The IAnimationChainAnimatable interface defines methods and properties for objects which can be animated by AnimationChains (which are stored in a AnimationChainList). Examples of classes which implement the IAnimationChainAnimatable interface include the Sprite and SpriteFrame.

Setting AnimationChains

The following shows various ways to set a Sprite's current AnimationChain. The reason there are so many examples is because Sprites and AnimationChains can be created many different ways. What follows are examples which cover the most common scenarios. For information on how to create AnimationChains, see the Creating AnimationChains wiki Entry.

If the Sprite and .achx are created in Glue

Normally the Sprite's AnimationChains can be set in Glue; however, to set them manually in code:

SpriteInstance.AnimationChains = AnimationChainFile;
SpriteInstance.Animate = true;
SpriteInstance.CurrentChainName = "WalkUp";

If the Sprite is already created (usually the case when using Glue), and you have an AnimationChain variable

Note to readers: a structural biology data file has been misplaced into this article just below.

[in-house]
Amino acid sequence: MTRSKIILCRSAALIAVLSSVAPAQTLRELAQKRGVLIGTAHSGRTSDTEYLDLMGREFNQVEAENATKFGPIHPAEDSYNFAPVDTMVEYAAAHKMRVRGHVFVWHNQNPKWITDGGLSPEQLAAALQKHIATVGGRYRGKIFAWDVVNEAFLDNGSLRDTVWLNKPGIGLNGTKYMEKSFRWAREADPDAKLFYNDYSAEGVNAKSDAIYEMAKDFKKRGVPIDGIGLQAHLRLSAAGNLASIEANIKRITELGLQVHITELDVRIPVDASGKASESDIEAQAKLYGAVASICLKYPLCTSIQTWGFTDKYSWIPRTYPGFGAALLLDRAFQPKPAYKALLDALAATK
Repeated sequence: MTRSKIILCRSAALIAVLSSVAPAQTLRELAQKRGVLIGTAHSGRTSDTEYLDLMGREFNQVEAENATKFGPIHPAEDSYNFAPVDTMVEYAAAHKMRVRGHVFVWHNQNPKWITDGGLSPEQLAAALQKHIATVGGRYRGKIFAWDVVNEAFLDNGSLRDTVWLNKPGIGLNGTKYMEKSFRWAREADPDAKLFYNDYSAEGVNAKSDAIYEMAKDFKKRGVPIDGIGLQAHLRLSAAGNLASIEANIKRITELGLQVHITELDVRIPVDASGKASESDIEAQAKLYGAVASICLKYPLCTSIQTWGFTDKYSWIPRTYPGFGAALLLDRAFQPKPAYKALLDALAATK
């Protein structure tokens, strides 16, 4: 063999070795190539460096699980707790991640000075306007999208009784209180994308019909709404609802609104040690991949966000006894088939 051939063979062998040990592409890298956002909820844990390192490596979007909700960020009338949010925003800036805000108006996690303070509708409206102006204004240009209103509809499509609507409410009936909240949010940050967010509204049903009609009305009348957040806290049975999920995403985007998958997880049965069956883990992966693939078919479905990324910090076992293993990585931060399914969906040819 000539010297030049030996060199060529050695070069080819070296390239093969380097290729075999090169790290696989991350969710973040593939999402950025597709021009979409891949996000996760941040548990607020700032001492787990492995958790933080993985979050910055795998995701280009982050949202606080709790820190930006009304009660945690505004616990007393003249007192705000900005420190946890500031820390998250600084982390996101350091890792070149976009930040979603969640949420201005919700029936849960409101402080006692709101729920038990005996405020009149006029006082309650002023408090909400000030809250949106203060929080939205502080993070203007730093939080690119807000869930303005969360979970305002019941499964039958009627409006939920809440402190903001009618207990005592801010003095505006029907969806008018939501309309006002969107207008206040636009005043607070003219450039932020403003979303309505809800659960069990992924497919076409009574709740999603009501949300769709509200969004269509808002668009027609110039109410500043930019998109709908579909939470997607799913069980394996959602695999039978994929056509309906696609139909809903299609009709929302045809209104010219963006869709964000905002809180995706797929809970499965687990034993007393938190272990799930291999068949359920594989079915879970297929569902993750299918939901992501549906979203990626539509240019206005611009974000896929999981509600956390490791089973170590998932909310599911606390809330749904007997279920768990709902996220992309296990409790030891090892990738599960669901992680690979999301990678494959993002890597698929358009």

IAnimationChainAnimatables like Sprites can also have their AnimationChains set after they are created:

// This code assumes that animationChain is a valid AnimationChain and
// sprite is a valid Sprite.
sprite.Animate = true; // still have to set animate to true

If creating the Sprite in Code

// This code assumes animationChain is a valid AnimationChain.
Sprite sprite = SpriteManager.AddSprite(animationChain);
sprite.Animate = true;
// So details can be seen
sprite.ScaleX = sprite.ScaleY = 10;

If the Sprite has already had its AnimationChains property set (usually done through Glue)

If the Sprite has had its AnimationChains value set, either in code or in Glue, then you can simply select which animation to play:

sprite.CurrentChainName = "WalkNorth";

Calling SetAnimationChain or setting the CurrentChainName needs to only be called when the AnimationChain is changing or being set. It does not need to be called every frame to keep the animation going.

Manually Setting Frames

See FlatRedBall.Graphics.Animation.IAnimationChainAnimatable.CurrentFrameIndex.

Detecting When an AnimationFrame Changes

When an IAnimationChainAnimatable changes the AnimationFrame that it is displaying, its JustChangedFrame property is true for that frame.

// assume mySprite is a valid Sprite that is animating
       case 0:
           // do something
       case 1:
           // do something else

Internal AnimationChainList and Common Usage

  • Walk North

  • Walk South

  • Walk West

  • Walk East

  • Attack (likely also has directions, but not included to save space)

  • Die